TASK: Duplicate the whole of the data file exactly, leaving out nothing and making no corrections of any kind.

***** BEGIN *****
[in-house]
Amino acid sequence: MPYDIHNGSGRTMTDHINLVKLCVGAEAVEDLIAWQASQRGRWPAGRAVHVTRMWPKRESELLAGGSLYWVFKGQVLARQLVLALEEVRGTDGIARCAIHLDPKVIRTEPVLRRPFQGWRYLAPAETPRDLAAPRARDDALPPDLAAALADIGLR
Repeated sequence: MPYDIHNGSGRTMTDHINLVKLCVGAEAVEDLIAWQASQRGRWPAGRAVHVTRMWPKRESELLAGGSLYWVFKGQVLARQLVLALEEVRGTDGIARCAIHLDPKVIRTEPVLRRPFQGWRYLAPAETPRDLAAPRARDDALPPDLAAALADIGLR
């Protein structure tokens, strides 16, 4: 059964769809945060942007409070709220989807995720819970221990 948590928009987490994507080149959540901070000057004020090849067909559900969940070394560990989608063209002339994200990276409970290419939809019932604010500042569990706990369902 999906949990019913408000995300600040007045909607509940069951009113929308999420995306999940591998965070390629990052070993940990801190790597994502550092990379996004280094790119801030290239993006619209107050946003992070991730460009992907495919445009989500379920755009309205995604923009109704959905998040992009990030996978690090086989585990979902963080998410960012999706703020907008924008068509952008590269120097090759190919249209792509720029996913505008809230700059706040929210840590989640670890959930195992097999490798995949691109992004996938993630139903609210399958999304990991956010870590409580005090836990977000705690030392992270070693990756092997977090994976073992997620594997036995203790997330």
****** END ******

[in-house]
Amino acid sequence: MPYDIHNGSGRTMTDHINLVKLCVGAEAVEDLIAWQASQRGRWPAGRAVHVTRMWPKRESELLAGGSLYWVFKGQVLARQLVLALEEVRGTDGIARCAIHLDPKVIRTEPVLRRPFQGWRYLAPAETPRDLAAPRARDDALPPDLAAALADIGLR
Repeated sequence: MPYDIHNGSGRTMTDHINLVKLCVGAEAVEDLIAWQASQRGRWPAGRAVHVTRMWPKRESELLAGGSLYWVFKGQVLARQLVLALEEVRGTDGIARCAIHLDPKVIRTEPVLRRPFQGWRYLAPAETPRDLAAPRARDDALPPDLAAALADIGLR
């Protein structure tokens, strides 16, 4: 059964769809945060942007409070709220989807995720819970221990 948590928009987490994507080149959540901070000057004020090849067909559900969940070394560990989608063209002339994200990276409970290419939809019932604010500042569990706990369902 999906949990019913408000995300600040007045909607509940069951009113929308999420995306999940591998965070390629990052070993940990801190790597994502550092990379996004280094790119801030290239993006619209107050946003992070991730460009992907495919445009989500379920755009309205995604923009109704959905998040992009990030996978690090086989585990979902963080998410960012999706703020907008924008068509952008590269120097090759190919249209792509720029996913505008809230700059706040929210840590989640670890959930195992097999490798995949691109992004996938993630139903609210399958999304990991956010870590409580005090836990977000705690030392992270070693990756092997977090994976073992997620594997036995203790997330």